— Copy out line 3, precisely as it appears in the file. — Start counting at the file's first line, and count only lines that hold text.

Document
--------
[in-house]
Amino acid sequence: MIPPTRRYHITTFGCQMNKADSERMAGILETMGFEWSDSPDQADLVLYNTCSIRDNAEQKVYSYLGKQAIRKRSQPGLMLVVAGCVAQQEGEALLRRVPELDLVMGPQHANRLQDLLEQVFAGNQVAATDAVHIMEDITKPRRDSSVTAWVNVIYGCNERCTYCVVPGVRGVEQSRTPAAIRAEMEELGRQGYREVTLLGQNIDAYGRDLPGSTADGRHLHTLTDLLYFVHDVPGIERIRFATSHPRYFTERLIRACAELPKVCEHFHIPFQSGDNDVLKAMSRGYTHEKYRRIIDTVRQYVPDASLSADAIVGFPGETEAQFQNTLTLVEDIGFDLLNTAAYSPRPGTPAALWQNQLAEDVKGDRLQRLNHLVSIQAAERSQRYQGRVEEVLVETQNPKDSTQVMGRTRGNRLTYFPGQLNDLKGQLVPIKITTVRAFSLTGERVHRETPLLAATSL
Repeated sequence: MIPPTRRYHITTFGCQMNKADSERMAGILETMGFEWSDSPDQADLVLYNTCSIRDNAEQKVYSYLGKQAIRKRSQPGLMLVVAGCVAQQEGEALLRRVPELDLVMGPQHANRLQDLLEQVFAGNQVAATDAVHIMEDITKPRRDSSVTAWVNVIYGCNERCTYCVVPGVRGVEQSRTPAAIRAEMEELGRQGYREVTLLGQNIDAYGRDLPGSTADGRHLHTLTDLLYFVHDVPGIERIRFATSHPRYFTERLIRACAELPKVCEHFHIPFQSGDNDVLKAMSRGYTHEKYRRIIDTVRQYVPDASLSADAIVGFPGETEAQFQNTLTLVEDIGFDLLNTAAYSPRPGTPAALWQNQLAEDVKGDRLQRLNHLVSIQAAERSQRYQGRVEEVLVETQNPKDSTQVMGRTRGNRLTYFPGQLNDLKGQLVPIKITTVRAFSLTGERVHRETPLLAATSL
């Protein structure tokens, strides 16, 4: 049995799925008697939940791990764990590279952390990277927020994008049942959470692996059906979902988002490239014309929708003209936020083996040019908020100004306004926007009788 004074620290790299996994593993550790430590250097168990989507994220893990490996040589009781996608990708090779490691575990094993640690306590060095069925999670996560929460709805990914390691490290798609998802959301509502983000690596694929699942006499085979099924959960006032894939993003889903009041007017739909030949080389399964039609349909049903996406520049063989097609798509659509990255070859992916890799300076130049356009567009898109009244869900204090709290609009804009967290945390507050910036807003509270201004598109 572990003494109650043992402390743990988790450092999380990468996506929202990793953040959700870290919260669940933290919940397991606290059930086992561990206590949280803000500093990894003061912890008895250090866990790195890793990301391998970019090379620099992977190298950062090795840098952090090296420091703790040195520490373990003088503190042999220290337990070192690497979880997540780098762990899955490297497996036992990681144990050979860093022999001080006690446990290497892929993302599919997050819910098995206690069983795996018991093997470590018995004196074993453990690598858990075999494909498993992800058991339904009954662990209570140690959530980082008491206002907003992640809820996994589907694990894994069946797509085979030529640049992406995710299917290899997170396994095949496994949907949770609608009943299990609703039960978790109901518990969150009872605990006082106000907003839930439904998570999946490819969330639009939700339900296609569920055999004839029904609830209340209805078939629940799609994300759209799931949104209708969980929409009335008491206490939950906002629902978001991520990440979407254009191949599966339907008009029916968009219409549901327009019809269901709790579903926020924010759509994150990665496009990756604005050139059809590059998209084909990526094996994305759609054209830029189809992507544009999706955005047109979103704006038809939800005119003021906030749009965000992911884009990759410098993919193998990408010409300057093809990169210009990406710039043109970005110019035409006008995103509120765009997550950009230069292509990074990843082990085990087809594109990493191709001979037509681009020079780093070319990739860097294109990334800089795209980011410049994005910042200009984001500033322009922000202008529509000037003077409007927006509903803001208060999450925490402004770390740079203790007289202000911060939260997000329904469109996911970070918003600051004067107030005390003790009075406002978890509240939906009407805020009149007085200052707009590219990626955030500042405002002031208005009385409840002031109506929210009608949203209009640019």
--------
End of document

Repeated sequence: MIPPTRRYHITTFGCQMNKADSERMAGILETMGFEWSDSPDQADLVLYNTCSIRDNAEQKVYSYLGKQAIRKRSQPGLMLVVAGCVAQQEGEALLRRVPELDLVMGPQHANRLQDLLEQVFAGNQVAATDAVHIMEDITKPRRDSSVTAWVNVIYGCNERCTYCVVPGVRGVEQSRTPAAIRAEMEELGRQGYREVTLLGQNIDAYGRDLPGSTADGRHLHTLTDLLYFVHDVPGIERIRFATSHPRYFTERLIRACAELPKVCEHFHIPFQSGDNDVLKAMSRGYTHEKYRRIIDTVRQYVPDASLSADAIVGFPGETEAQFQNTLTLVEDIGFDLLNTAAYSPRPGTPAALWQNQLAEDVKGDRLQRLNHLVSIQAAERSQRYQGRVEEVLVETQNPKDSTQVMGRTRGNRLTYFPGQLNDLKGQLVPIKITTVRAFSLTGERVHRETPLLAATSL